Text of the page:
What I do know: in football when a player is injured the stands go quiet until he rises again and everyone claps for him—partly because they are glad he is all right, partly because it is something like a brave thing to take bodily injury on behalf of those of us who can’t, and partly because they are excited that the game, now, will continue. Partly because he wasn’t all right, partly because dying isn’t brave—partly because the game was just over, over—at my grandfather’s funeral not a single person clapped.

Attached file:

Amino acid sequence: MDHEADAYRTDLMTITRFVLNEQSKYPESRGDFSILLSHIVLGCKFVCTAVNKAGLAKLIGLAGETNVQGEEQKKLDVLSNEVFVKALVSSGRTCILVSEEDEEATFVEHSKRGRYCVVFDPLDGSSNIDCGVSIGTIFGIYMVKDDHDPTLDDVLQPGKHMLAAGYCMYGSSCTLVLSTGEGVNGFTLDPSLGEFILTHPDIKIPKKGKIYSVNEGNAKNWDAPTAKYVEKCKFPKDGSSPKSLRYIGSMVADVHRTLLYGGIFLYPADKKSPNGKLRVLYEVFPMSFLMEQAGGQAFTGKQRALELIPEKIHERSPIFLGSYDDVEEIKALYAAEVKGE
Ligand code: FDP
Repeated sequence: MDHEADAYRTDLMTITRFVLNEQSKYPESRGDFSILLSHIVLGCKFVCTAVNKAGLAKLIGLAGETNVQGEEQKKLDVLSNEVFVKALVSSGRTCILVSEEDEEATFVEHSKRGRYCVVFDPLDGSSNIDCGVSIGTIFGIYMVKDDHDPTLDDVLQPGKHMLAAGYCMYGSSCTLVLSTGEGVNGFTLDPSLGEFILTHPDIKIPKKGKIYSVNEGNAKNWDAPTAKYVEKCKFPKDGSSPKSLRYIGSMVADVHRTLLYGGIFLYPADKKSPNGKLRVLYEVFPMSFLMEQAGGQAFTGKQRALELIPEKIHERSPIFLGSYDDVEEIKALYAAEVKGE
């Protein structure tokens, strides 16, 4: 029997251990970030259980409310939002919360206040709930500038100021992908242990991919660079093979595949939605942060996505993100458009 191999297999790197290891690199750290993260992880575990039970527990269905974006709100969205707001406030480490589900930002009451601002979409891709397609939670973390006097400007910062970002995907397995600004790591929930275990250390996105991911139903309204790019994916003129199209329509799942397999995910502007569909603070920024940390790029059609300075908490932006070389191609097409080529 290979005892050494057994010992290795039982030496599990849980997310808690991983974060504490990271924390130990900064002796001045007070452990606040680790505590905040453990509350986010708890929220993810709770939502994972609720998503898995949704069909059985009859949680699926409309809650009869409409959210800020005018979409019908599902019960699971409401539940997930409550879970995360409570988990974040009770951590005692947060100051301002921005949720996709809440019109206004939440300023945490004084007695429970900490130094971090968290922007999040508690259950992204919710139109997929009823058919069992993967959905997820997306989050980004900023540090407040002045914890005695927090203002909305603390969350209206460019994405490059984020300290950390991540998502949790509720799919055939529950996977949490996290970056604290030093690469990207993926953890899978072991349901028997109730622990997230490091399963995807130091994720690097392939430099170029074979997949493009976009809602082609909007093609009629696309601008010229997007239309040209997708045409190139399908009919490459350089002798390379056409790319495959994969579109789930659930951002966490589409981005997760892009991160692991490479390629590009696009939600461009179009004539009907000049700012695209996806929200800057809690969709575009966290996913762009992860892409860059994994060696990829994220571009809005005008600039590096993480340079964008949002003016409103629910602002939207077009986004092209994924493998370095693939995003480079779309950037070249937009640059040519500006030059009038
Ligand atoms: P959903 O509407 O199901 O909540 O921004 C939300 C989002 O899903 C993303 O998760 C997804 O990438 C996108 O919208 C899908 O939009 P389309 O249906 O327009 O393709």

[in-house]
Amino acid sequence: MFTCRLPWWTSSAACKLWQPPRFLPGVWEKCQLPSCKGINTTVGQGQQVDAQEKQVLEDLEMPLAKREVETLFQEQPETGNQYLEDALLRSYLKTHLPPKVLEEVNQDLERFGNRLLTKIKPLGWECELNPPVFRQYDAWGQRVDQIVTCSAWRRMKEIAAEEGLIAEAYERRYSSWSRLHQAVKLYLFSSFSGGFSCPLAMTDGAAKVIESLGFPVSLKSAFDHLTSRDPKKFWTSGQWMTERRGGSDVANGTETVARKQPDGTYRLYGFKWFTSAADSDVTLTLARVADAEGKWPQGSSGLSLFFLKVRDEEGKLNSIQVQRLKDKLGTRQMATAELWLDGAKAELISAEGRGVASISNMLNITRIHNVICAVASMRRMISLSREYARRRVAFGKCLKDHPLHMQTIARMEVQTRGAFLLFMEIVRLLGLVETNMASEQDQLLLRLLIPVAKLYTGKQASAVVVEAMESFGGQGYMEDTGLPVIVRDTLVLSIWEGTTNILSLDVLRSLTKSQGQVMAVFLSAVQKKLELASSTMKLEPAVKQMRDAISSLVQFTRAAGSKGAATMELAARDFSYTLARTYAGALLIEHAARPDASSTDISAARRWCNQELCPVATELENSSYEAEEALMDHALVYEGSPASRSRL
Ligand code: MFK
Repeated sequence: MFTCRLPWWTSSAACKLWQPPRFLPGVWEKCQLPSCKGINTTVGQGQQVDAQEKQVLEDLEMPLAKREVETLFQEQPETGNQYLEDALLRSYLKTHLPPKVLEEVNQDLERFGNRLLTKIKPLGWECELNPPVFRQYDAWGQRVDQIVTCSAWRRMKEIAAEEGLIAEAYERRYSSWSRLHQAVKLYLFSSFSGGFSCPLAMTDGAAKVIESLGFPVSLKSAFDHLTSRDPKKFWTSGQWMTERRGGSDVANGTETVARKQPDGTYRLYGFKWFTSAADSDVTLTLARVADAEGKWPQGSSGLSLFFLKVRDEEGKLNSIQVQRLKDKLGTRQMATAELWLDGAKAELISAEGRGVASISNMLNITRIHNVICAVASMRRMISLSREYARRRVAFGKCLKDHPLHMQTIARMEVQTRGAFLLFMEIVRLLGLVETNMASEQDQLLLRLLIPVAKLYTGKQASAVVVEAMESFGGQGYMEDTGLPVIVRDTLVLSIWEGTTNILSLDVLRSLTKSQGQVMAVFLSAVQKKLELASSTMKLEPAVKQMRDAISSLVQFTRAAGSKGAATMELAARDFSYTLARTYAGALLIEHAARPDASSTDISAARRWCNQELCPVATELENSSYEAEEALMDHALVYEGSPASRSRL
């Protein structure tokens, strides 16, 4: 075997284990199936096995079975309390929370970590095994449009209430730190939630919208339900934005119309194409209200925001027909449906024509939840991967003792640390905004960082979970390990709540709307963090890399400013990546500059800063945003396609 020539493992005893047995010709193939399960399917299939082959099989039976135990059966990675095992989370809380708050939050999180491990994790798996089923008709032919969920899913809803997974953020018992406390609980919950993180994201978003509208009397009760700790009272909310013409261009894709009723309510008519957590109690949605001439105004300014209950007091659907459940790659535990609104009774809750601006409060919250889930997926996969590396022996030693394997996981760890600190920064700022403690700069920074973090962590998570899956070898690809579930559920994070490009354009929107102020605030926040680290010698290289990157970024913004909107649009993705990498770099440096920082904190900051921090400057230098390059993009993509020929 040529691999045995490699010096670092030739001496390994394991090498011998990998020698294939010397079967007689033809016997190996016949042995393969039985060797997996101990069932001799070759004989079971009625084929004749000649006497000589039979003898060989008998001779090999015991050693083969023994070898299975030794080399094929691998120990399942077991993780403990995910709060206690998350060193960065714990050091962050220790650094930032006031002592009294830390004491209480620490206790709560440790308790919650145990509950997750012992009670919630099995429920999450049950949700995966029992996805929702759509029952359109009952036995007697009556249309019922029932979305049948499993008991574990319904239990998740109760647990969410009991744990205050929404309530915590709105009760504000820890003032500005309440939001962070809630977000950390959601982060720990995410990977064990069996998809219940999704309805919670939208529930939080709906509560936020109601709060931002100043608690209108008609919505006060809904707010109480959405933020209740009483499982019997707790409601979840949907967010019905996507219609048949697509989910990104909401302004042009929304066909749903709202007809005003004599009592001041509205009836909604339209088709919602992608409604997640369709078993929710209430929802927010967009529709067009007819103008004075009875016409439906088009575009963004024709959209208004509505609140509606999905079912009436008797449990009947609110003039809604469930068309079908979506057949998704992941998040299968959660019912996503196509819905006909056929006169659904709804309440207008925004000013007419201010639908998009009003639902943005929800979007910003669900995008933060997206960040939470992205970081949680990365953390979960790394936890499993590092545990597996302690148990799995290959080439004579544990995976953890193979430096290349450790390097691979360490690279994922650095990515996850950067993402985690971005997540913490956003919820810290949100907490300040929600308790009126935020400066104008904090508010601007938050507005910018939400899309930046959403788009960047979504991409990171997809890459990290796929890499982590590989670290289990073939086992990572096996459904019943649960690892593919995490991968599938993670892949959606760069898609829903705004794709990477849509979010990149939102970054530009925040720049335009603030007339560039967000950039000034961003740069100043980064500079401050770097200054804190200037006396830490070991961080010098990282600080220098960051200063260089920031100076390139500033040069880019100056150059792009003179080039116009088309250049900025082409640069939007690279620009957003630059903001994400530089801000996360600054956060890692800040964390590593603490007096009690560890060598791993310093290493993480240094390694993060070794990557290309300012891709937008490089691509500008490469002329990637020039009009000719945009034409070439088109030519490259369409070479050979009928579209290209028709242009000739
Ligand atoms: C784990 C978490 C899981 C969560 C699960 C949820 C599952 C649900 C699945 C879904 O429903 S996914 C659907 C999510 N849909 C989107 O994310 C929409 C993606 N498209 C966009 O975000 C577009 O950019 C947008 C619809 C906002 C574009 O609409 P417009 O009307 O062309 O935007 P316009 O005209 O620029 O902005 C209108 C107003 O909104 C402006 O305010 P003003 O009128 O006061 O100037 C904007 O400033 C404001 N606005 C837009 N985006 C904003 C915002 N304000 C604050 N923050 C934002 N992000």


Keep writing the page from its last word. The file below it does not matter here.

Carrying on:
In the house before he died the hospice nurse would ask us to help her move him from his deathchair to his deathbed—a cot they’d brought in from the hospital, electric and adjustable, fancy, large, one we’d disassemble and reassemble every time we’d move it from one room to another, trying to answer “Is this a better room in which to die? Is this?”—which would, the cot, be after all, she’d say, more amenable to washing him—a sudden, sudden necessity for a dying body, a diapered body that, though cathetered, had soiled itself because there are in a body too many entrances for deadly air, too many exits for the soul. She would position under him a sheet (any sheet, for this, would do, miraculously, though just a minute before it had been, what? an unthought-of piece of warmth? a balm?) and we would gather around him in his chair, the six of us—me, the nurse, my father, and my three uncles—and we would lift him up like one might, in a game, a small child, only heavier (how often in the course of everything have we noted, humanity, the likenesses of the small ones and the dying?), and his diaper would fall away from him and down below me would be my grandfather, my dying grandfather’s wet, stinking lump of a body, and his pubic hair would rise up, crinkled but still, against all odds, attached—his pubic hair would rise up like mountains, of course like mountains, and my uncle (who is not my uncle but my uncle only through a complicated series of marriages—so why, after all, would we let him carry—sheeting, the nurse would call it sheeting—my father’s father’s flaccid penis, the Goot—attached of course, of course, to his body—the now-tiny dickhead, as he would say, out of which he shot my father who, I presume, also shot me out like a completed pass, the first down of birth!), my uncle would drop his fucking e-cigarette between my grandfather and the sheet, straight down into the last pile of shit he’d ever emit, my grandfather, the shit the very reason we would be sheeting him over to this bed in which he would end and my-uncle-who-is-not-my-uncle would apologize, would grab it back, but my grandfather would somehow still be so heavy and we would falter but we would snatch him back again from falling, falling—and it would be over and I would leave for Tuscaloosa and I would never see him again, my grandfather, and how could that sonofabitch, my uncle-who-is-not, ever think an apology’d be enough? How could anything, anything, especially a sentence, ever be enough?